Myanmar is a land of astonishing ethnic and cultural diversity.

This makes it a uniquely rewarding country to visit but it also presents unusually complex institutional and social challenges. As a result, many parts of the country have experienced armed conflict for many of the 70 years since independence. Sadly, this remains the case even today. There has been serious unrest, violence and conflict in Rakhine, Shan and Kachin States as well as elsewhere. For Prospect Burma, as Myanmar, now is a vital time to act in order to create a stable future for the country and its people. 2016 was a year of progress and change for Prospect Burma. We said goodbye to our founding patron Viscount Slim while welcoming HRH The Prince of Wales as our new patron; we opened our first-ever office in Yangon and

“Myanmar needs dedicated experts and educated young people like Khin Khin to break free from the cycles of violence and conflict that have disfigured this beautiful but troubled land.”

the year ended on a high with the news that our Vice-Chair Patricia Herbert is being recognised for her dedication to the charity and to Anglo-Burma relations in the New Year Honours List. We are delighted for Patricia and this much-deserved accolade. As we look forward to 2017, we look at our place in the ongoing and rapid evolution of Myanmar. In that context, I want to share with you the story of one of our scholars, Khin Khin Lwin (known to me as Penny), who is currently halfway through her Master’s degree in conflict transformation at New Zealand’s National Centre for Peace and Conflict Studies, Otago University, Dunedin. Since the changes in Burma started in 2011, Khin Khin has been working both in UNESCO and in various national and international fora analyzing the root causes of Myanmar’s many conflicts and exploring novel techniques to address these. Prospect Burma is proud to support Khin Khin in her studies and assist her on her return to Myanmar with her new skills and knowledge later in 2017. Myanmar needs dedicated experts and educated young people like Khin Khin to break free from the cycles of violence and conflict that have disfigured this beautiful but troubled land. With your help, Prospect Burma can continue to seek out talented individuals to train in the most urgently needed skills, such as conflict and peace. Given the scale and complexity of the challenges facing Myanmar, it is a requirement that will be with us for some time to come.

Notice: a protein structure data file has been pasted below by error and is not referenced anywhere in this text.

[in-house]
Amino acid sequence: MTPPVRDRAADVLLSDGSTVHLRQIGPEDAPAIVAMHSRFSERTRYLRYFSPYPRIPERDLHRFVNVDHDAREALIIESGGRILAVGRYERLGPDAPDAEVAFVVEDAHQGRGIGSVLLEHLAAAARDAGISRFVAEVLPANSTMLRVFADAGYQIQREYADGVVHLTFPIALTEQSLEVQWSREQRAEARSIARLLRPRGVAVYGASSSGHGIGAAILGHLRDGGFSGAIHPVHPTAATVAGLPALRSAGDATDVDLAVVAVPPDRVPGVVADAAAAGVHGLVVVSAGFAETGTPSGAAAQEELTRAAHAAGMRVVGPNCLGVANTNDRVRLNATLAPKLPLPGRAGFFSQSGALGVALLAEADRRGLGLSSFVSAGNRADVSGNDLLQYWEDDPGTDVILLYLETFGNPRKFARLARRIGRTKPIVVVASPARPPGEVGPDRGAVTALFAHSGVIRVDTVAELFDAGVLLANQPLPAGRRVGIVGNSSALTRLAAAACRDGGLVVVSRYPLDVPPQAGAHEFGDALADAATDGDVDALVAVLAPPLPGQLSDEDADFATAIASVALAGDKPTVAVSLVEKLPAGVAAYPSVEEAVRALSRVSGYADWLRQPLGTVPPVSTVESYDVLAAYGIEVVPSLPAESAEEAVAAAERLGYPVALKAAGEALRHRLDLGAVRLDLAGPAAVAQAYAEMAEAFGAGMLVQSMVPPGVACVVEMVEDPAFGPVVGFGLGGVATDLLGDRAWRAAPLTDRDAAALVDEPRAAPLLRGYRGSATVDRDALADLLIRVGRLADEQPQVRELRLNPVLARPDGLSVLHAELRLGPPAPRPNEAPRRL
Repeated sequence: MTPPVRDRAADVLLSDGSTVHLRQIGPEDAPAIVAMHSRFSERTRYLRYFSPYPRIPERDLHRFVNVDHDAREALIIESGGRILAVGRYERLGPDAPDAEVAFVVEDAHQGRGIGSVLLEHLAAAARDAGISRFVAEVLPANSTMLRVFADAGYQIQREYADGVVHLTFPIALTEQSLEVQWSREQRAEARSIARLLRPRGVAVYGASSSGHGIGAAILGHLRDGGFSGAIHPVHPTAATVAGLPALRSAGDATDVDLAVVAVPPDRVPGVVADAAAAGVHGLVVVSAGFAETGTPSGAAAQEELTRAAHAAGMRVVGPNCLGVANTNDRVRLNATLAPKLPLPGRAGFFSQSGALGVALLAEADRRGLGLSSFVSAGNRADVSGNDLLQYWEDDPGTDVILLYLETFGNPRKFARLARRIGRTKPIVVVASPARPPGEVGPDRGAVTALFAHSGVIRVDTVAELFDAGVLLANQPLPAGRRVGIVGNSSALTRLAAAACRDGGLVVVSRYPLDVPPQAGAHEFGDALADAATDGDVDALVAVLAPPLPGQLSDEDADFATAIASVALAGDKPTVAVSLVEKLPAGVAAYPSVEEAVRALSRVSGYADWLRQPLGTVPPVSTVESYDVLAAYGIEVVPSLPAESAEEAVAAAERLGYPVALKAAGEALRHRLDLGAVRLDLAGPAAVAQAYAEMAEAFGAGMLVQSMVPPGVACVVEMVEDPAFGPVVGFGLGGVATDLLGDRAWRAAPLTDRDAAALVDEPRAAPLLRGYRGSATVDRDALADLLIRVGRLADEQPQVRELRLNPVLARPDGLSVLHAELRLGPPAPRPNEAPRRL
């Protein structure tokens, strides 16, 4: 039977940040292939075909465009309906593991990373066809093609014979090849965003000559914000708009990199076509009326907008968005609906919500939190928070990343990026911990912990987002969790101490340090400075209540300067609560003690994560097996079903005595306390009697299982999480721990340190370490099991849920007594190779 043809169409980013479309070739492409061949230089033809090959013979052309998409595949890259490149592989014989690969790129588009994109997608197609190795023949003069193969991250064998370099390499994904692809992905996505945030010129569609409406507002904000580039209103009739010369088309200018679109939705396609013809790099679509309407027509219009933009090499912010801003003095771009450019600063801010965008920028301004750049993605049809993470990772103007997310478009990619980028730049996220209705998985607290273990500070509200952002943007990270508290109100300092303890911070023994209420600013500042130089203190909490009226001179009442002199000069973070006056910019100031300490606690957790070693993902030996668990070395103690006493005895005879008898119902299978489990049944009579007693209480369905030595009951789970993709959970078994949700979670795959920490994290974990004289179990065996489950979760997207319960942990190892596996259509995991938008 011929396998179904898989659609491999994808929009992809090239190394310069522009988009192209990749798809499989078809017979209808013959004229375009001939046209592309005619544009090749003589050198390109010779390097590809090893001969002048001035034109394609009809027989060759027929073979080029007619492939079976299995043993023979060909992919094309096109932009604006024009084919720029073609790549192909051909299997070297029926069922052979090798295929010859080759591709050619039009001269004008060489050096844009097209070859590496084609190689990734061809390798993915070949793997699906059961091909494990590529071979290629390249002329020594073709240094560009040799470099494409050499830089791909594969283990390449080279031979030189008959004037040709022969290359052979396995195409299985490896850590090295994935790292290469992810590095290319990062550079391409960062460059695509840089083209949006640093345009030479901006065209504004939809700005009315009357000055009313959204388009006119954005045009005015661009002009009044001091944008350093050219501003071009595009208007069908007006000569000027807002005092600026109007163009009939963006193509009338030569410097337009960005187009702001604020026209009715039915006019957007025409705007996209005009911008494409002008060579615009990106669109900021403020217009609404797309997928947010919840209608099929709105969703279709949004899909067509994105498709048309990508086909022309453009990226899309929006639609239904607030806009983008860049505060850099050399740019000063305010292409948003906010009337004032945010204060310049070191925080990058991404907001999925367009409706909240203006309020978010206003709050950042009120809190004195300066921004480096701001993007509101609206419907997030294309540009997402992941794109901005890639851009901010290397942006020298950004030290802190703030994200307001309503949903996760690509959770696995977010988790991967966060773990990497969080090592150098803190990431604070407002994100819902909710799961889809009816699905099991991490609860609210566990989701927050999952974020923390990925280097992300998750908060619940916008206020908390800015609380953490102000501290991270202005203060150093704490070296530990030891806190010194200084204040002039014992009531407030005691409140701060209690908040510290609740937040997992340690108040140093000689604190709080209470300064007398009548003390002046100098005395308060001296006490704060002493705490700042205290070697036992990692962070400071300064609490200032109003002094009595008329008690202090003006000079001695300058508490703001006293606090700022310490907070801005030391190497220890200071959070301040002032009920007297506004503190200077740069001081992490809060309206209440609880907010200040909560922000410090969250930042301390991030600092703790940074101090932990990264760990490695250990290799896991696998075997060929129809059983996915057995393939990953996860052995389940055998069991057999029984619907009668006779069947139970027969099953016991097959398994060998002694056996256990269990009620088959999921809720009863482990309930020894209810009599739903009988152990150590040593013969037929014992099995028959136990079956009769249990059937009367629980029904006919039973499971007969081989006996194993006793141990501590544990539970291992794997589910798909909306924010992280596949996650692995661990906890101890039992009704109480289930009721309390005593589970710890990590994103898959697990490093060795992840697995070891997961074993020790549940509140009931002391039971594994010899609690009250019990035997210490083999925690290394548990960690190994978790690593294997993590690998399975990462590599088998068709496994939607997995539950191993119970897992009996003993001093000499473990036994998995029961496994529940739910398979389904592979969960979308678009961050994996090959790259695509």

Robert Gordon – Chairman of the Board of Trustees